Picture shows a pair of wolves at the Wolf Conservation Trust, Beenham, near Reading. Visitors can enjoy guided tours, walks, night howling sessions and photographic days.

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Photograph by Richard Jarrold

Man was born free but he is everywhere in chains.

“Man was born free, but he is everywhere in chains” (Jean-Jacques Rousseau 1712-1778). Rousseau, a renowned French philosopher and politician, further stated: “A king, far from nourishing his subjects draws his nourishment from them; and kings need more than a little nourishment”.

The public person formed by the union of all other persons was once called the city*, and is now known as the republic or body politic. In its passive role it is called the state, when it plays an active role it is called the sovereign; and when it is compared with others it is called a power. Those who are associated in it take collectively the name of a people and call themselves individually citizens, in that they share in the sovereign power, and subjects, in that they put themselves under the rule of law. However, these words are often confused, each being taken for another; but the essence is to recognize them when they are used in their precise sense.

* Houses make up a town but citizens make up a city.

Rousseau c1770 – a heedless philosopher but never lived to see the French Revolution
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CFCs and their effect on the ozone layer.

The environment is a huge area of study; it is cross discipline covering geology, physics, chemistry, biology, politics, economics, geography, philosophy, ethics………the list goes on. A definition of the environment is threefold: 1. A computer environment consisting of systems and programs 2. The external conditions, factors and surroundings in which people, animals and plants live or work 3. For the purpose of conservation and ecological studies – the influence of external factors affecting the behaviour, development and habitat of animals and plants.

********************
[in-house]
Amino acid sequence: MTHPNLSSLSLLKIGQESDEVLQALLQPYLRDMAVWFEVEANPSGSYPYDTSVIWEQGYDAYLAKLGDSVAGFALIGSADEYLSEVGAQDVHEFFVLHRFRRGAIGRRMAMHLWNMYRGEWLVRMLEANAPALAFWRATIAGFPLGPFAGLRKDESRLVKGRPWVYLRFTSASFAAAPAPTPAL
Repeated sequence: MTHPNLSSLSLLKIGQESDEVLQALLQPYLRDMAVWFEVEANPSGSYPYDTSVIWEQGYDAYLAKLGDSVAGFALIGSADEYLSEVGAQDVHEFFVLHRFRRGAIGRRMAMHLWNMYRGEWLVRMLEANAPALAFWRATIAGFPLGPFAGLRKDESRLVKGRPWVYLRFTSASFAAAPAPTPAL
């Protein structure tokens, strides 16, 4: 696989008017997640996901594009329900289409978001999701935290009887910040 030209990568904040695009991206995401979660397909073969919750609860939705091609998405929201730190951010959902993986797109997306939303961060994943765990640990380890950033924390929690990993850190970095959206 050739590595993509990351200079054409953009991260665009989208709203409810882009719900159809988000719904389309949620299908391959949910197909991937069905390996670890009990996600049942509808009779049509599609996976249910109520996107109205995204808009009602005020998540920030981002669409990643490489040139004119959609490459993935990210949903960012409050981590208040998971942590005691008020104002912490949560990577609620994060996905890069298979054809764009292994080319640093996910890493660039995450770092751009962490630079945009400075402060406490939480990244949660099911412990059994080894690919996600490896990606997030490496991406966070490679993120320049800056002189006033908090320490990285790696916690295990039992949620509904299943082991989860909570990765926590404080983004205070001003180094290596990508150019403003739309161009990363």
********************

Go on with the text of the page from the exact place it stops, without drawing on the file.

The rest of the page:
Climate change is one aspect of item 3 above. There are many reasons for climate change both natural and anthropological (man made). CFCs are one of these. Chlorofluorocarbons are volatile gases containing chlorine, fluorine and carbon. They are found, for example, in aerosols and fire extinguishers as propellants, air conditioning units, degreasing solvents and refrigerators, causing depletion of the ozone layer.

The tropospheric ozone layer acts as a shield blocking harmful ultra violet rays (UV-B) from the sun allowing life on earth to exist. Scientific evidence suggest that man made compounds can be highly stable lasting many decades and reaching higher levels of the atmosphere than naturally occurring compounds. Unnaturally large amounts of chlorine reacting with ozone causes depletion of this layer. It is estimated that some 80% of chlorine is man made whilst the remaining 20% comes from the oceans and volcanoes! CFCs are not limited to ozone depletion and have a higher potential to increase the greenhouse effect than carbon dioxide. Effects of ozone depletion and high levels of UV-B include increased incidents of skin cancer, cataracts, premature skin aging, damage to the immune system, creation of ground level ozone in the form of smog and damage to aquatic and terrestrial plant life.